WORKSHOP – Natural Environments and Cultural Services


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According to decision making bodies such as the UK Government’s DEFRA and the UN Environment Programme, one of the reasons ecosystems have value is because they can provide human beings with cultural ecosystem services. The thought is that woods, say, or wetlands have value, not simply because they supply us with fuel, food and other material benefits, but because they can inspire us, for instance, or fortify our resolve, or hone our aesthetic faculties, or provide us with religious symbols, or shape our sense of who we are.

The practice of evaluating places on the basis of the cultural ecosystem services they provide raises a number of questions that are not just of intrinsic philosophical interest but also directly relevant to environmental policy and practice:

  • How exactly should we conceive of the providers of cultural services? Should we think of them as ecosystems? Are they better thought of as landscapes, for instance, or as places?
  • How do cultural ecosystem services relate to other sorts of ecosystem service?
  • Are all the cultural benefits we derive from evergreen forests, say, or stretchs of heathland best thought of as services? Can ecosystems generate cultural dis-services?
  • Can one be compensated for the loss of a cultural service? If so, in what circumstances – and how?
  • What methods can be used to price cultural services? Is it ever inappropriate to price a cultural service? If so, why?
  • If a certain ecosystem provides a cultural service, must it be valued by the people to whom it provides the service?
  • Is the capacity to yield such a service necessarily a value-enhancing feature? Does it matter which culture or sub-culture is benefitted? What does ‘culture’ mean in this context?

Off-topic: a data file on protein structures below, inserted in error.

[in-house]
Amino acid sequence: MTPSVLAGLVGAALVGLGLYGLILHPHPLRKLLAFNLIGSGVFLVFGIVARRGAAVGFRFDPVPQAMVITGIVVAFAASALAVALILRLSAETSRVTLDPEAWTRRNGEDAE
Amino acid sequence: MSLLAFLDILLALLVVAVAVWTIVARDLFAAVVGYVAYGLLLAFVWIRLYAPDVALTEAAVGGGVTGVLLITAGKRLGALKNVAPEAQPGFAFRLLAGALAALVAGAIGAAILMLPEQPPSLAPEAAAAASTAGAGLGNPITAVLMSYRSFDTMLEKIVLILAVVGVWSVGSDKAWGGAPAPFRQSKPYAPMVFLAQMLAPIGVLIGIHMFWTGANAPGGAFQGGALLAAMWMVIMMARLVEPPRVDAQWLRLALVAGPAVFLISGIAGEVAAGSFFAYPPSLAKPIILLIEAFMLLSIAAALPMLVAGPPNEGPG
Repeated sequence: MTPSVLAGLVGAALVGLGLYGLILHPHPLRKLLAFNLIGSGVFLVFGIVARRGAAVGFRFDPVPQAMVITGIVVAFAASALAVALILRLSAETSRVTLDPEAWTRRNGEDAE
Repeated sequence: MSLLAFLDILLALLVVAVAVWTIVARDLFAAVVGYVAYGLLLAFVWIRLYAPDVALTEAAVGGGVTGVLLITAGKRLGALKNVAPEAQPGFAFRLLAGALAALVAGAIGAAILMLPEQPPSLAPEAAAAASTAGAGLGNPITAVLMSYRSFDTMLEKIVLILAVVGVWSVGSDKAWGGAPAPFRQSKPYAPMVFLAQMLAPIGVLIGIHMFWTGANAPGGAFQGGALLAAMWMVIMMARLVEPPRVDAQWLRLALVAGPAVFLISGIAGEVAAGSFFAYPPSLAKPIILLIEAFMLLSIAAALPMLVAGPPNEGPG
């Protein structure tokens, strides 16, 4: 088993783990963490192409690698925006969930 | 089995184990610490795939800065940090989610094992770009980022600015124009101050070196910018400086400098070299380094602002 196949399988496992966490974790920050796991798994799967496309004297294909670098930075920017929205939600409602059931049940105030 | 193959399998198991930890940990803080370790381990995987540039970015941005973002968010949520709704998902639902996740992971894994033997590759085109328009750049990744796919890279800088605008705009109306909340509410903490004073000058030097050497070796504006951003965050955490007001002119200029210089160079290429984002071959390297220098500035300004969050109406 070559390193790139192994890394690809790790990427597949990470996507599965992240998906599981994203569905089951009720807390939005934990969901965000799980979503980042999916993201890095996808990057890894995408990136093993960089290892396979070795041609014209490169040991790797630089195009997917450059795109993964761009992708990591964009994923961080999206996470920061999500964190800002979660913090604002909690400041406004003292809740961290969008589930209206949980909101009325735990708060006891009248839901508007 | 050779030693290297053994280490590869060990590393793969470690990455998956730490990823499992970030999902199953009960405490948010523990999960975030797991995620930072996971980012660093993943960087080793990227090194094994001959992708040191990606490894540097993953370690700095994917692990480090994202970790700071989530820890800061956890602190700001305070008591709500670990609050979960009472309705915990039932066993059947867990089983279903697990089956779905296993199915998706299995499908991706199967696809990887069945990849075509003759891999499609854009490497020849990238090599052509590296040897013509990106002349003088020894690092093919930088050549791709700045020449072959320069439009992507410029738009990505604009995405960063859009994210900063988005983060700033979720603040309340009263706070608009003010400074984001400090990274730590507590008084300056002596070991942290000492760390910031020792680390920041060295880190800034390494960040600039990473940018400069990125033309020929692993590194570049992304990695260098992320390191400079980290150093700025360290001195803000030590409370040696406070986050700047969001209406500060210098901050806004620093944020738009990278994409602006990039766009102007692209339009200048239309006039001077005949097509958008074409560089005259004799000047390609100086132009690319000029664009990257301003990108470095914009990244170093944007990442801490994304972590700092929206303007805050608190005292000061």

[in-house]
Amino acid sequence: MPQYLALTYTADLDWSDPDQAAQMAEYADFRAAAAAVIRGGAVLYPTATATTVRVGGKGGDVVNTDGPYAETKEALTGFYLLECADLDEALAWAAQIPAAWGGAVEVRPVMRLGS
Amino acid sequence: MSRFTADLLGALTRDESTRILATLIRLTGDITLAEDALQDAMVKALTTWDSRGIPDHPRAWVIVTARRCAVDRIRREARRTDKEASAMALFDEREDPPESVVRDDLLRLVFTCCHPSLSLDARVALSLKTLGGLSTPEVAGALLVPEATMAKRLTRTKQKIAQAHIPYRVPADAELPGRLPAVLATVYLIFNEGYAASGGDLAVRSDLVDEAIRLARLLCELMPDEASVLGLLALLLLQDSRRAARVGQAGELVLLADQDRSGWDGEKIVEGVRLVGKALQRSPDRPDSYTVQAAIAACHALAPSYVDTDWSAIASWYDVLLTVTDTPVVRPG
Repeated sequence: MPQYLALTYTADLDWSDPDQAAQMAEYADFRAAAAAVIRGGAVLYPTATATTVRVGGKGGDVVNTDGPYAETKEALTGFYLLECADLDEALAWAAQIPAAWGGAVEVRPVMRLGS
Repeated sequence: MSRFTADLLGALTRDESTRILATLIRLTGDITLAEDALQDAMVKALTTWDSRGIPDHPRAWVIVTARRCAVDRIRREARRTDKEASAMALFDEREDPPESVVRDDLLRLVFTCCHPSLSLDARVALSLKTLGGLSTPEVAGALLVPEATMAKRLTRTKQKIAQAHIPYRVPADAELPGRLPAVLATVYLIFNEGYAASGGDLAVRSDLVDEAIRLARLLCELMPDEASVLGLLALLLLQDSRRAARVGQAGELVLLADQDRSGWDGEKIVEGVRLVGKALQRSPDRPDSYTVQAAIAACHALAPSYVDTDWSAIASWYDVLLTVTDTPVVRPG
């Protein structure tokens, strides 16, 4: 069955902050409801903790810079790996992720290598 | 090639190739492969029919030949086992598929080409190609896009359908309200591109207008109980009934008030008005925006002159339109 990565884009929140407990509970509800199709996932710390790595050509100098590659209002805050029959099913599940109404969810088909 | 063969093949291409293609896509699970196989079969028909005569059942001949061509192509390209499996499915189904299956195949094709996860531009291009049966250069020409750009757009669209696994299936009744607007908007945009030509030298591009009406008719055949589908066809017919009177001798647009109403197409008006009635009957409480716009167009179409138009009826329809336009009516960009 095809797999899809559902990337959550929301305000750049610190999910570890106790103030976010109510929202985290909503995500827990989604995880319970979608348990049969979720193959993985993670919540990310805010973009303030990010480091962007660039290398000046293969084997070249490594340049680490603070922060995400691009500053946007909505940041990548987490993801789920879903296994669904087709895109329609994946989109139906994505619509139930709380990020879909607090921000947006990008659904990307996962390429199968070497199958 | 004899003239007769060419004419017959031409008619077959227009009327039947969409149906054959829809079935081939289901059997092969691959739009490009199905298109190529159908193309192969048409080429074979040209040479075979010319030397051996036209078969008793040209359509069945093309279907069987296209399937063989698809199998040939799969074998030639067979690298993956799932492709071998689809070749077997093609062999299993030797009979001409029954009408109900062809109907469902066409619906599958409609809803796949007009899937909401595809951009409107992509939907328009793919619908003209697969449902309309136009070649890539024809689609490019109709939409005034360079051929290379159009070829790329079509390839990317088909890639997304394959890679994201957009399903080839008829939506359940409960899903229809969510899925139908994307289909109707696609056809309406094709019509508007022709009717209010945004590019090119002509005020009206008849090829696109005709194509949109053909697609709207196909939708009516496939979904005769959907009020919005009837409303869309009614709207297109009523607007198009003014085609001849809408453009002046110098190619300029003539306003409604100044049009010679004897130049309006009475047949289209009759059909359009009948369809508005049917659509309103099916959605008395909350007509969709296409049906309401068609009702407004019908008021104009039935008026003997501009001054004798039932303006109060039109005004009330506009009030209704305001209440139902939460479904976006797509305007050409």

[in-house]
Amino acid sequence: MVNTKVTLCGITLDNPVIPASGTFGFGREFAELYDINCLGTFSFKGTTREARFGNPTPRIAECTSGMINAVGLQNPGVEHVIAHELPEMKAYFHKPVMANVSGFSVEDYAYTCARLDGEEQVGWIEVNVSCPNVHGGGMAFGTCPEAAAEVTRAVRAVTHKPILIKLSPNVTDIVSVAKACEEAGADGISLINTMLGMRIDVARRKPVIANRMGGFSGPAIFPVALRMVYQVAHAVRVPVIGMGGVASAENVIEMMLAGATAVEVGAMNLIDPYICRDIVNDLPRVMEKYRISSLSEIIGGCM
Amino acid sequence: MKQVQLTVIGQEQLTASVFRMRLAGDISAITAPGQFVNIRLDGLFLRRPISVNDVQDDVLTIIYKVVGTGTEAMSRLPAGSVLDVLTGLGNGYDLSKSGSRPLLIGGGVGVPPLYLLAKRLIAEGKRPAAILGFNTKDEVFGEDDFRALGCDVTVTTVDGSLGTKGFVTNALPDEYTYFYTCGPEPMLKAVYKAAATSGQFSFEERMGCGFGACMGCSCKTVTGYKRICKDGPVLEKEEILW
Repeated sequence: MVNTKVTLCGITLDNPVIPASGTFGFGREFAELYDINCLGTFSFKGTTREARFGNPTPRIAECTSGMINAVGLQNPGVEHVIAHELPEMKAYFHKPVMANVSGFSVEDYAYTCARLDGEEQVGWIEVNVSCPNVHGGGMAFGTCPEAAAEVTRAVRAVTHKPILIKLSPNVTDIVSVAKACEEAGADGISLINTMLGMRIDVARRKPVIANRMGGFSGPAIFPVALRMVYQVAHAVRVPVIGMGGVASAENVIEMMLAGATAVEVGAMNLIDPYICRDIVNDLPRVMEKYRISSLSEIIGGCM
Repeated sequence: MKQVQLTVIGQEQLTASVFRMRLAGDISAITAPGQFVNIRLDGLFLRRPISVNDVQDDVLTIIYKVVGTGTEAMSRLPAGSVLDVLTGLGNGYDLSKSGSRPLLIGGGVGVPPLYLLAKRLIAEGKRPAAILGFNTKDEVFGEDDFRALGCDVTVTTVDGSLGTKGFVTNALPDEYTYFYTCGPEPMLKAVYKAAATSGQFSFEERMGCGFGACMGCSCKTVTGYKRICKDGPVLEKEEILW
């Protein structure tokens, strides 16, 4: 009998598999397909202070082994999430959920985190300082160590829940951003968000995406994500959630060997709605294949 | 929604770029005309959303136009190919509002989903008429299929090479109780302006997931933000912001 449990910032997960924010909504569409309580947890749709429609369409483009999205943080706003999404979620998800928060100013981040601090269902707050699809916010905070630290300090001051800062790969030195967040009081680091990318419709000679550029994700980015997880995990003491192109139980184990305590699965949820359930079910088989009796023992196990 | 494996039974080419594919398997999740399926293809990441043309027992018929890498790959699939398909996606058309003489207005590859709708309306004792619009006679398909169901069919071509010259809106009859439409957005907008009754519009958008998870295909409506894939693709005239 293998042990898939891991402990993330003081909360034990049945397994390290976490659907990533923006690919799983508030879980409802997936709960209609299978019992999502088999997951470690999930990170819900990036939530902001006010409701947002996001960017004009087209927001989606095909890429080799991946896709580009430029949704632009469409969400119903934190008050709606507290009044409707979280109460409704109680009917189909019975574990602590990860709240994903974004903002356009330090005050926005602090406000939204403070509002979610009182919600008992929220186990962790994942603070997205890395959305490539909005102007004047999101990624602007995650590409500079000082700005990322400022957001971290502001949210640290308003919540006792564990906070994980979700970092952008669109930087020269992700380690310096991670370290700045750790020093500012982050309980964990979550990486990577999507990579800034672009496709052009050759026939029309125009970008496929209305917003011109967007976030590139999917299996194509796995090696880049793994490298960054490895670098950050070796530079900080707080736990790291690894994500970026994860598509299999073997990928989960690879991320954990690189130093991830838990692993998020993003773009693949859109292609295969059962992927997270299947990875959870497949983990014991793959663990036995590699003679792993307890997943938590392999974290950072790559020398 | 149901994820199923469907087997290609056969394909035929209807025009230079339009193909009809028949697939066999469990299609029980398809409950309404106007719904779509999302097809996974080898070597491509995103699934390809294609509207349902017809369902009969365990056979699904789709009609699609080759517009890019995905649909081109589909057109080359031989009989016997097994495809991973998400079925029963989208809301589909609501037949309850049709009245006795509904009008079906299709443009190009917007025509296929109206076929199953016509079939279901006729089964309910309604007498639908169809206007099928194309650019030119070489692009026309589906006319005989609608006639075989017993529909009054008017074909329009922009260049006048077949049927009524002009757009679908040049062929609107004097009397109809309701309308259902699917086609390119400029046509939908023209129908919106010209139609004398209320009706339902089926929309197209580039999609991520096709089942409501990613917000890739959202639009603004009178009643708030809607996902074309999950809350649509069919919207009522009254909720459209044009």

• Some have argued that elephants and some other sorts of nonhuman animals have cultures. Could such animals derive cultural benefits from the environments they inhabit? If so, is this something that decision makers should take into account?
  • The ecosystem services approach is extremely popular, but how else might one try to account for the cultural value of ecosystems? What of multi-criteria decision analyses? What, in this context, can be learnt from disciplines such as anthropology and geography?

The workshop will address these and other, related questions.


  • Alan Holland (Lancaster)
  • Sian Sullivan (Birkbeck College, U. of London)
  • Martin Drenthen (Radboud)
  • Glenn Deliège (KU Leuven)
  • Paul Knights (Manchester)
  • Nigel Cooper (Anglia Ruskin)
  • Simon James (Durham)

THE WORKSHOP WILL RUN FROM 15:00 ON 23 June TO 15:00 ON 24 June.

It will take at St John’s College, Durham University, UK. St John’s College is located close to the cathedral on the wooded peninsular known as The Bailey. It is marked as number 17 on the map.

Durham-University-2Accommodation options:

The workshop’s organisers are grateful for the support provided by the UK’s Arts and Humanities Research Council and the European Union FP7 project BIOMOT.

Although there is no charge for attending the workshop, places are limited. So to avoid disappointment please register in advance by writing to Simon James (